University of North Carolina at Chapel Hill: Comparative Analysis of Three Sustainable Point of Use Drinking Water Treatment Technologies for Developing Nations
The purpose of this research project is to determine and compare the costs, health and economic benefits, and performance effectiveness in improving water quality of three point of use drinking water treatment technologies intended for the developing world. The goal of point of use (POU) technology is to allow people who only have access to unsafe water sources to improve the quality of their water by treating it in the home. The concept and validation of POU household drinking water treatment as appropriate, effective, affordable and sustainable technology for the developing world is relatively new, and attempts to promote and distribute these technologies on a large scale have just begun.
Poll: Arizonans Want More Wolves Roaming the State
FLAGSTAFF, Arizona, May 18, 2005 (ENS) - Four out of five Arizona residents support letting critically endangered wolves roam over a wider area of the Southwest and return to northern Arizona forests and mountains, according to a new public opinion poll conducted by Northern Arizona University.
The poll of 695 randomly selected Arizonans found that four out of five are in favor of letting Mexican gray wolves naturally migrate from southeastern Arizona to suitable habitat in northern Arizona. This opinion parallels the recommendations of biologists.
Eight-six percent of those polled said wolves bring a natural balance to the Southwest landscape.
“This shows how much the people of Arizona value a magnificent wild creature like the gray wolf,” said Kim Crumbo, wildlands director for the Grand Canyon Wildlands Council. “Arizonans want to see the wolf returned throughout its natural home.”
People favoring the widespread return of the wolf outnumbered opponents seven to one. Nearly two-thirds of those surveyed said public land managers should give gray wolves at least as high a priority as livestock grazing and other uses.
The poll was conducted in March by Northern Arizona University’s Social Research Laboratory as part of its bi-annual Grand Canyon State Poll. The poll, which included both urban and rural residents, had a sampling error of 3.7 percent.
“Arizonans have consistently supported wolves in the Southwest and this is their strongest statement yet,” said Bobbie Holaday, founder of Preserve Arizona’s Wolves. “The public clearly believes our lands are better off with wolves roaming free on them. As politicians and policy-makers work on wolf recovery over the coming years, they will do well to appreciate the support this poll shows.”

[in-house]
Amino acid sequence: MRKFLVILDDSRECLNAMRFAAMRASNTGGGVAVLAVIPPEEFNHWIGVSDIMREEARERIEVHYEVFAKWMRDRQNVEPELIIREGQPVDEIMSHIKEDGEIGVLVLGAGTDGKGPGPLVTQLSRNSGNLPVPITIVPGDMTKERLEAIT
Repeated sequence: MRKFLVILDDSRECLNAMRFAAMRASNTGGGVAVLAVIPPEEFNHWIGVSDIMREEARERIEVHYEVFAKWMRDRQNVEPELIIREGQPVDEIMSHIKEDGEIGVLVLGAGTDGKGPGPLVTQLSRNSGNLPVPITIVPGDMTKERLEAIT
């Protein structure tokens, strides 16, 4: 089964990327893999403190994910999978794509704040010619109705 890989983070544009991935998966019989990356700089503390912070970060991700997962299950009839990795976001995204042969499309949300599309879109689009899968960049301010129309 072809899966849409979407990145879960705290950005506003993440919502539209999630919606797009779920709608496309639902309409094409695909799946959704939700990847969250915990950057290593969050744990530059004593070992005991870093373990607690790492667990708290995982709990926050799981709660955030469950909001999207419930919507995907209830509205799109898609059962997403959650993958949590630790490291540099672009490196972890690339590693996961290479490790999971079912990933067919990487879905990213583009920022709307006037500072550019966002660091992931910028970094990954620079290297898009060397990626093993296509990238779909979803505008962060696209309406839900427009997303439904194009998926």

The poll comes at one of the most critical junctures since Southwest wolf reintroduction began seven years ago.
The Mexican gray wolf was reduced by poisons and traps to just five animals captured alive in Mexico between 1977 and 1980. No more Mexican wolves have since been confirmed alive in Mexico. The wild population in the American Southwest stems from those bred in captivity and reintroduced to southeastern Arizona and southwestern New Mexico beginning in 1998.
The number of Mexican wolves that could be confirmed in the wild declined from 55 to 44 animals during 2004, according to the U.S. Fish and Wildlife Service’s draft 2004 annual report on the wolf reintroduction.
The U.S Fish and Wildlife Service has suspended its development of an updated wolf recovery plan for the Southwest and has not fulfilled its promise to follow the recommendations of biologists and field team personnel to change its rules and allow Mexican gray wolves to roam.
The conservationists point out that the agency has proposed killing more Mexican wolves and releasing fewer of them to the wild after Congressman Stevan Pearce, a New Mexico Republican, convened two invitation only meetings where ranchers were given special access to senior regional Fish and Wildlife Service officials to argue against wolf recovery.